Criminal Justice System
CRIMINAL JUSTICE SYSTEM 5
TheUS criminal justice system is effective because it has well developedstructure, constitutions, and acts that guarantee the rights ofeveryone. Although the system is not free of flaws, corruptindividuals acting out of individual interest perpetrate most of theweaknesses affecting the system.
Oneof the benefits of the US criminal justice system is that it has thecapacity to prevent and lessen criminal activities, maintain socialcontrol, rehabilitate and punish people who break the laws, as wellas uphold the rights of the persons who have broken the law. The USjustice system is governed by democratic policies that seek to upholdthe rights of everyone in the society. If a person is alleged to havecommitted a crime, the American justice system holds such a personinnocent until proven by a court of law. This means that the systemprovides suspected criminals to justify in a court of law that theythe alleged law violation was necessary, or they may seek to provethat they did not commit the offence they are thought to havecommitted. On the same note, the state provides free attorneys toassist poor persons who cannot afford the services of a privatelawyer. The criminal justice system does also protect citizens fromthe citizens from getting harassed by the law enforcers. For example,the justice system has restricted police officers from “search andseizure” of private property and individuals, except on specialcases when a suspect can destroy evidence if the law enforcers failto take immediate action (Hagan, 2011).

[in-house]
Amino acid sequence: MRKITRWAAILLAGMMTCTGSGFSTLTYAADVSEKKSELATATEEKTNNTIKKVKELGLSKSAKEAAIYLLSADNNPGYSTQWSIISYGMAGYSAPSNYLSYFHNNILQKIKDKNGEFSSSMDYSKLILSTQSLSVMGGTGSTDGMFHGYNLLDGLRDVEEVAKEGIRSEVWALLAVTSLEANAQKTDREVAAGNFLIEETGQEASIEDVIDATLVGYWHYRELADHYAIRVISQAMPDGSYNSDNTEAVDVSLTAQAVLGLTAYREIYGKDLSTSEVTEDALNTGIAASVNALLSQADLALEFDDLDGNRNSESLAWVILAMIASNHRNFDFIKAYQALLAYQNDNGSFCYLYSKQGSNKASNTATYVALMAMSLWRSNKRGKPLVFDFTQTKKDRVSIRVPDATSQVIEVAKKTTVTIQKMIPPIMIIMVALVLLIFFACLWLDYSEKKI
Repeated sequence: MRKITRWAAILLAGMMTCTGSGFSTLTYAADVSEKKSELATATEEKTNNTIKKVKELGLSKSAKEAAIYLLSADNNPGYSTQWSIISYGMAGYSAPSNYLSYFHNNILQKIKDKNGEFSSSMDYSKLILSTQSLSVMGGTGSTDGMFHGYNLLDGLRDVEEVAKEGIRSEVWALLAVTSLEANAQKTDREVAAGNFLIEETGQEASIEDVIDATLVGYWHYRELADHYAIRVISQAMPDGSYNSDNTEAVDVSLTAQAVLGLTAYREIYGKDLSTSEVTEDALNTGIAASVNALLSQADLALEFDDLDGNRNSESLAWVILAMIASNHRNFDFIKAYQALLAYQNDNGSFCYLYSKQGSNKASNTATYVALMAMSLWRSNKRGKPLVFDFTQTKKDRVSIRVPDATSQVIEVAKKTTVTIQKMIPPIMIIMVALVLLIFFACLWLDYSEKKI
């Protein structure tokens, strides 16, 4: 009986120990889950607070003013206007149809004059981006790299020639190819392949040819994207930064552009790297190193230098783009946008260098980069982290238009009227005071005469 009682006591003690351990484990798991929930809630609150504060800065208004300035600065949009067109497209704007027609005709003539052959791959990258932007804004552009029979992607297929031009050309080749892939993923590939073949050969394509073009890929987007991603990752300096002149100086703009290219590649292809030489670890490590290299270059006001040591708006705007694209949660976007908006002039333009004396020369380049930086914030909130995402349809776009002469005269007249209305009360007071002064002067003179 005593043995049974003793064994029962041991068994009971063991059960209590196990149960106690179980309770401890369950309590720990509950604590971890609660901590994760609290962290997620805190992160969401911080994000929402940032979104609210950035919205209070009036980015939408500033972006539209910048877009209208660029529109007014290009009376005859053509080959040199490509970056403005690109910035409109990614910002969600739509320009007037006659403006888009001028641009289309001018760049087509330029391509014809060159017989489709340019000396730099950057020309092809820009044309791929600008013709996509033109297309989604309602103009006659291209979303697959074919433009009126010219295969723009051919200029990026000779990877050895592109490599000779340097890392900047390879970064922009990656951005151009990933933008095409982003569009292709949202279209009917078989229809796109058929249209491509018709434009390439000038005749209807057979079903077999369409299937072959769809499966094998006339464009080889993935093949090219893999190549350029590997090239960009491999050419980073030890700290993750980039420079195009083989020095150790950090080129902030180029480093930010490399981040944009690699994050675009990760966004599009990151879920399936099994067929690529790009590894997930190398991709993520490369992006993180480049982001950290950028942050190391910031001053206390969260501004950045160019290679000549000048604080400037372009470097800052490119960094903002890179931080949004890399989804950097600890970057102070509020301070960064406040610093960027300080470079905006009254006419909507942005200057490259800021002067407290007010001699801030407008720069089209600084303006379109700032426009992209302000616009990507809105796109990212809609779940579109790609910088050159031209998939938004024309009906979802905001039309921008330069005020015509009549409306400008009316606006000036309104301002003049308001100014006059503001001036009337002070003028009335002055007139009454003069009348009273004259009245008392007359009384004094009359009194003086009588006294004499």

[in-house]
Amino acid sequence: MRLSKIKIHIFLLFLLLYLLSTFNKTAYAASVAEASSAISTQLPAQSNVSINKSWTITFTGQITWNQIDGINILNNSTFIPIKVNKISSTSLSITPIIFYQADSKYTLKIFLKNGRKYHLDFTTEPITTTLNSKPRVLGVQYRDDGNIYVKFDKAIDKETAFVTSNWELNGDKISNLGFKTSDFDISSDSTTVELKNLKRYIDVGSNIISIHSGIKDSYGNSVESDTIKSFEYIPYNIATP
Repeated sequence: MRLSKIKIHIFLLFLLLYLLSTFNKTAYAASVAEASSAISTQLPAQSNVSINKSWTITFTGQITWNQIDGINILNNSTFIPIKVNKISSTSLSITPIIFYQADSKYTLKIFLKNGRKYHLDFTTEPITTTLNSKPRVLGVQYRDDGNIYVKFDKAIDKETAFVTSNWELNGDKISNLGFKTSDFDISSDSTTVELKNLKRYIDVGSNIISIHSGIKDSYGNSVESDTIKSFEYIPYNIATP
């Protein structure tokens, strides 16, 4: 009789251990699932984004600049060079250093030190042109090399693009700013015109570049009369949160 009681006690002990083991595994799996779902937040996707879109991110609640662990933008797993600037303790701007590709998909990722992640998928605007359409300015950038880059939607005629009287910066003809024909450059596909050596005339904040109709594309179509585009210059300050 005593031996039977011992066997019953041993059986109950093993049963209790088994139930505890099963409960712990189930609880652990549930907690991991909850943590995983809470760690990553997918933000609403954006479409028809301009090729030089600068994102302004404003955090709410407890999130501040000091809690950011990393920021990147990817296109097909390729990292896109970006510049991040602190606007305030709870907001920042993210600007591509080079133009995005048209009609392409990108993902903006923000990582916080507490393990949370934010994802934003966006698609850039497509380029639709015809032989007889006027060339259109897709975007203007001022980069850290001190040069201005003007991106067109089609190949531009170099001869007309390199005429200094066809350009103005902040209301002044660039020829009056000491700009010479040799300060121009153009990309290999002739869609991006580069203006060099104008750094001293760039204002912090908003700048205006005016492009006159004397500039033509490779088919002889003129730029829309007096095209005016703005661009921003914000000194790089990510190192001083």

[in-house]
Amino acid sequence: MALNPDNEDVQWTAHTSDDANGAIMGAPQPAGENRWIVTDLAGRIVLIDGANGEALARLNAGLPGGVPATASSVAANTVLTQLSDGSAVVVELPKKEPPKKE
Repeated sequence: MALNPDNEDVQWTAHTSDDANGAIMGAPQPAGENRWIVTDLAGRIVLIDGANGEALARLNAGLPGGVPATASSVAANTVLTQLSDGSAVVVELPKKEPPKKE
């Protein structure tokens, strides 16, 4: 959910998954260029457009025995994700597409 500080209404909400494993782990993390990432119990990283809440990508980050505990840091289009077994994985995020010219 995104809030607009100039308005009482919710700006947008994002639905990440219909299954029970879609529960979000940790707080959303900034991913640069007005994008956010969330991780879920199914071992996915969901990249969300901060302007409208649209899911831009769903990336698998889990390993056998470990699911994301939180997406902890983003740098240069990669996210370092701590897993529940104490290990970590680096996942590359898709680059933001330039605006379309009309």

However,the American justice has some limitations such as ethnic bias. Forexample, numerous studies have consistently showed that an AfricanAmerican alleged to have violated some regulations, take robbing aliquor store, has a higher probability being convicted than aCaucasian colleague arrested in similar circumstances. In addition,colored persons often get tougher penalties than the white citizensdo (Hagan, 2011).
Hagan,F. E. (2011). Introductionto criminology: Theories, methods, and criminal behavior.Los Angeles: Sage Publications.